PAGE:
“Welcome, Lady Felicia and Cedric. This is my sister Lady Ellene Hunter, and my daughter Avrill,” he said with pride as he put his hand on his daughter’s shoulder. Avrill shyly glanced up at Cedric, her heart pounding in anticipation. Because William was observing Avrill, he did not see the perplexed glances from Percy and Felicia, nor the expression of disappointment on Cedric’s face. But Ellene and Avrill noticed.
William and Henry moved quickly to assist the Monmouths to dismount and hand their horses to Clive. The wagon driver began unloading trunks from the bed of the wagon. William stole several glances at Felicia. There was something familiar about her that tugged at his mind, but he dismissed it, planning to think about it later.
Ellene approached Felicia. “Come inside, Lady Felicia. Twyla will show you to your rooms so that you can freshen up before the evening meal.” She smiled broadly. Felicia was a full head taller than Ellene and about five years older.
“Thank you, Lady Hunter, it has been a long ride.” Felicia smiled back.
Cedric walked over to Avrill and took her hand in greeting while bowing over it slightly. He smiled, but the smile did not travel to his eyes. Avrill looked at him intently and felt nothing. Not at all comparable to what she felt when she saw Henry, who was busy helping with their luggage.
“Welcome to our home, Cedric. I am pleased to finally meet you.” Avrill was raised to be polite and decided that it would be wise to try to make friends with her future husband.
“We are content to be here,” Cedric said curtly. He was not pleased to meet her.
The ladies linked arms and turned toward the house, and Cedric and Avrill followed, maintaining a distance between them. William and Percy assured themselves that the luggage and horses were in good hands, then they also entered the house. The Monmouths were shown to their rooms upstairs so that they could refresh themselves from the journey. William retired to his office, and Ellene and Avrill went to the kitchen to oversee last-minute preparations for the meal.

As she supervised the preparations for the meal, Ellene struggled with her feelings about Avrill’s future marriage. “While I take care of Avrill, I have an important role in William’s house. After Avrill is married and gone, I will no longer be needed here, but will be dependent on my brother’s generosity,” she mused. “Since I do not desire to marry again, I may spend my days in a cottage on the estate.” Preferring not to dwell on that prospect, she shook her head to clear it. “Come what may, I will do whatever I can to make this week successful for Avrill.”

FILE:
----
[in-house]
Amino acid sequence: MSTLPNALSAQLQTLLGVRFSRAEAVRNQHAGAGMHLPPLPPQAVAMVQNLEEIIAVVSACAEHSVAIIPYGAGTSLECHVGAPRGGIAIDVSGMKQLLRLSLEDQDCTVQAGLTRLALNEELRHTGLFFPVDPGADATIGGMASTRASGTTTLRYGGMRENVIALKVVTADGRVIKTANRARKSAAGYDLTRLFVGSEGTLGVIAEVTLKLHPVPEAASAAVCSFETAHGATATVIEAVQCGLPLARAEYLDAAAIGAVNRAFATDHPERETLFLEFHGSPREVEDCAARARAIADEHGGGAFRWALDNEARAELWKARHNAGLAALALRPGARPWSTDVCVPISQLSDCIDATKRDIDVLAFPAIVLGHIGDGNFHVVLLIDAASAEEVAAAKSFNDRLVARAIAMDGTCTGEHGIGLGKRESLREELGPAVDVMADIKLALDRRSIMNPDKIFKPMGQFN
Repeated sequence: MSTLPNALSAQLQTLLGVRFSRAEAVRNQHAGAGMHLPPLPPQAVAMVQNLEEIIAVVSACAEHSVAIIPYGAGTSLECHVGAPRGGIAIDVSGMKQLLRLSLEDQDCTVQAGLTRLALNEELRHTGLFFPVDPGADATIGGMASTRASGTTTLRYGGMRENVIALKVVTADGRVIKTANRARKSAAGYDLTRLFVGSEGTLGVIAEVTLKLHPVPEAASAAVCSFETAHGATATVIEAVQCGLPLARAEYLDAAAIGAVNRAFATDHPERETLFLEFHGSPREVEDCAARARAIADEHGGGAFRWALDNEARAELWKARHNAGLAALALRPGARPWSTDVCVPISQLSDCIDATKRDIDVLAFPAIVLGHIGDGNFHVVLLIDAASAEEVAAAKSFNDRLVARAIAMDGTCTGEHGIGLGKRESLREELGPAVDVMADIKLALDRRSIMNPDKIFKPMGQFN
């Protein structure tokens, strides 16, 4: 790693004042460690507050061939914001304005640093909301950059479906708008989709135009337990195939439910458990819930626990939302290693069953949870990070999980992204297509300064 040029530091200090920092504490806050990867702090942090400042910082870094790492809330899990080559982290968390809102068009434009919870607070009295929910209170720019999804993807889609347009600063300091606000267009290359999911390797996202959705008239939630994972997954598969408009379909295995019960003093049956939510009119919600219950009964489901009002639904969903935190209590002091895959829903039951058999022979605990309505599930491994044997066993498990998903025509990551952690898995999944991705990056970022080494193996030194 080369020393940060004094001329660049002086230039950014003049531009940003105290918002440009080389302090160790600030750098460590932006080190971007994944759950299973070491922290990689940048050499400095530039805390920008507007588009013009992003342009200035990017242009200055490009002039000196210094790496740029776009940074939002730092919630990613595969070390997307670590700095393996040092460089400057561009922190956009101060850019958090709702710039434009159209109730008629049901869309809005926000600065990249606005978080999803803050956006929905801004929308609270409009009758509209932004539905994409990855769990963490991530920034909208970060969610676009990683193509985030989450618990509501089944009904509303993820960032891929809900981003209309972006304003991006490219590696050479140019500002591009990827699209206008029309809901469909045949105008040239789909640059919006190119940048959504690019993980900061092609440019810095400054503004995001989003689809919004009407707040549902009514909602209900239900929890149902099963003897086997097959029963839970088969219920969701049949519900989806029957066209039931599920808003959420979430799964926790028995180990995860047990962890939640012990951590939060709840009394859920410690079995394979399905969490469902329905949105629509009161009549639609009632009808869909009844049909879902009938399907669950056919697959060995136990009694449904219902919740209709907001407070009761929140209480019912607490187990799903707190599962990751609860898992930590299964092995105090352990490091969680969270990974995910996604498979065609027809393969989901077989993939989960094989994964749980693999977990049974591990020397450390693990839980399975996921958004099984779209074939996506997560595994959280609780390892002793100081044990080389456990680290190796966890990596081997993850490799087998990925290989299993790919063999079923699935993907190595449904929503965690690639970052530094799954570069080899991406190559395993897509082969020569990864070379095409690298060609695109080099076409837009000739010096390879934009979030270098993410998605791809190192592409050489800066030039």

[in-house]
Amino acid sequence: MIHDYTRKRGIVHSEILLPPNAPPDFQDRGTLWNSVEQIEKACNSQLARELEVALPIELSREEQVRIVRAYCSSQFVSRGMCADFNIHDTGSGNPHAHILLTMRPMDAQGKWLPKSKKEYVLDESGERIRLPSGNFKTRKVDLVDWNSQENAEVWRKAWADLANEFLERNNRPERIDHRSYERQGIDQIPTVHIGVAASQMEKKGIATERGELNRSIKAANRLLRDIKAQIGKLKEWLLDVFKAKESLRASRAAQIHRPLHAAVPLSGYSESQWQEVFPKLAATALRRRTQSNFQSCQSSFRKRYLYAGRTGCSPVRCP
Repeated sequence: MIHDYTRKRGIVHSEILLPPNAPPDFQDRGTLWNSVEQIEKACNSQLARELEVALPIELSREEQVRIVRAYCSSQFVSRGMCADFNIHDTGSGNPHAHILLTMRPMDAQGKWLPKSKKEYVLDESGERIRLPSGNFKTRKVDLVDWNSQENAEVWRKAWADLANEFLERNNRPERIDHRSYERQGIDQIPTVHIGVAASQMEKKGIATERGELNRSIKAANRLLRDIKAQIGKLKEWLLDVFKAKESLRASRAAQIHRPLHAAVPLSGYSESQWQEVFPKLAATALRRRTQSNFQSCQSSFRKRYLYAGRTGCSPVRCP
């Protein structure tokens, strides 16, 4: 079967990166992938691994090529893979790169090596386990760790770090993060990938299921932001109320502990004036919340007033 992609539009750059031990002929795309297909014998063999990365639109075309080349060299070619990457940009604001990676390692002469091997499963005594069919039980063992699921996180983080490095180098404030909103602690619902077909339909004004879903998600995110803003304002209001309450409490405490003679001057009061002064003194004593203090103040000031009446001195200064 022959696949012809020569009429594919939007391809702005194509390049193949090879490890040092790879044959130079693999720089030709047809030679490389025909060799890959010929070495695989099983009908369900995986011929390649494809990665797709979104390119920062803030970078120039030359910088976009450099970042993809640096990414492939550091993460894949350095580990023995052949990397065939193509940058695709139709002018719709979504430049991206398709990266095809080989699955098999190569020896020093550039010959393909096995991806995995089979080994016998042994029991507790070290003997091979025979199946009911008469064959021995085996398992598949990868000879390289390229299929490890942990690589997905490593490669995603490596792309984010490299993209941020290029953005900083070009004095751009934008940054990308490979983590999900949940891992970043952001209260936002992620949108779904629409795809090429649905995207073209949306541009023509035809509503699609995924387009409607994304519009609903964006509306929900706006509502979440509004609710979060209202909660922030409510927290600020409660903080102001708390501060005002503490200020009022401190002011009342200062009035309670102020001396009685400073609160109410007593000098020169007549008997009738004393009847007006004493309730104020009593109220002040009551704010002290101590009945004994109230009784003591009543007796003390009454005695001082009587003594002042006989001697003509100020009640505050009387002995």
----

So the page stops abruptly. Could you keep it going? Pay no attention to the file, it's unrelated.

Chapter 2

ater that evening, the Monmouths joined the Throck-Mortons in the dining room located next to the Great Hall. In it were a rectangular wooden table set with pewter plates and chalices for the meal. Wooden stools and benches were placed on all four sides. Colorful tapestries hung from wood-paneled walls. Flickering torches in brackets on the walls emitted both smoke and light, leaving the corners of the room in deep shadow.
The servants brought platters with several types of meat and fish, root vegetables, dried fruit, and sweetmeats. They served ale as well. William sat at the head of the table and Ellene at the foot, while Percy and Felicia sat on one side and Cedric and Avrill on the other. The Monmouths had changed their clothing and were now dressed in satin, velvet, and jewelry. Felicia donned a French hood and lace-trimmed partlet, which matched her sleeves. They changed from boots to round-toed shoes.
Percy recounted their journey. “It started to rain a few hours after we left home and the roads turned to mud! We had to stop and shelter until it passed. We stayed overnight in an inn, but it rained the next morning again. We made frequent stops to rest since we are not accustomed to being on horseback all day. We lost one day of travel time.”
He then talked about the recent insurrections in support of Mary Queen of Scotland against Elizabeth I. As Percy spoke, William surreptitiously glanced at Felicia. He knew that he had met her before but could not remember where. She avoided eye contact and engaged in a conversation with Ellene.
“Please tell me about yourself, Cedric. What is a typical day for you?” Avrill asked quietly, a sweet smile on her face. She determined to find out what she could about him. Their first encounter was disappointing, but she was willing to blame his fatigue from their travel.
Cedric glanced at her and noticed that her smile softened the sharp angles of her face. When they reached Haver Hall, he was tired from travel and annoyed at his parents, but his spirits had mellowed after the food and drink. Although in his mid-teens, he was still not interested in girls, preferring the prospect of a military lifestyle.
“I am fond of hunting. My father and I ride with other men in the county and bring home deer, boar, and sometimes geese.” Warming to his subject, he went into detail about his most recent hunt. “The boar was charging us, but I am an excellent archer and hit him with my first shot. He died almost instantly.” He did not think it necessary to mention that the boar was already pierced with two spears, which also took a toll.
Avrill was interested in his stories despite her annoyance with him, and Cedric continued describing one event after another.
When he stopped speaking, she asked, “Did you have a tutor or go to boarding school?”
“I had a tutor until I was twelve, then I went to a boarding school for four years. I am learning how to run an estate and will take over the management of my father’s estate when he is older.”
“Do you attend church services on Sunday?” Ellene was interested in their religious preferences. Many people were still Catholics even though the religion had been outlawed in England.
“Yes, we have a family pew in a small church near where we live,” responded Felicia.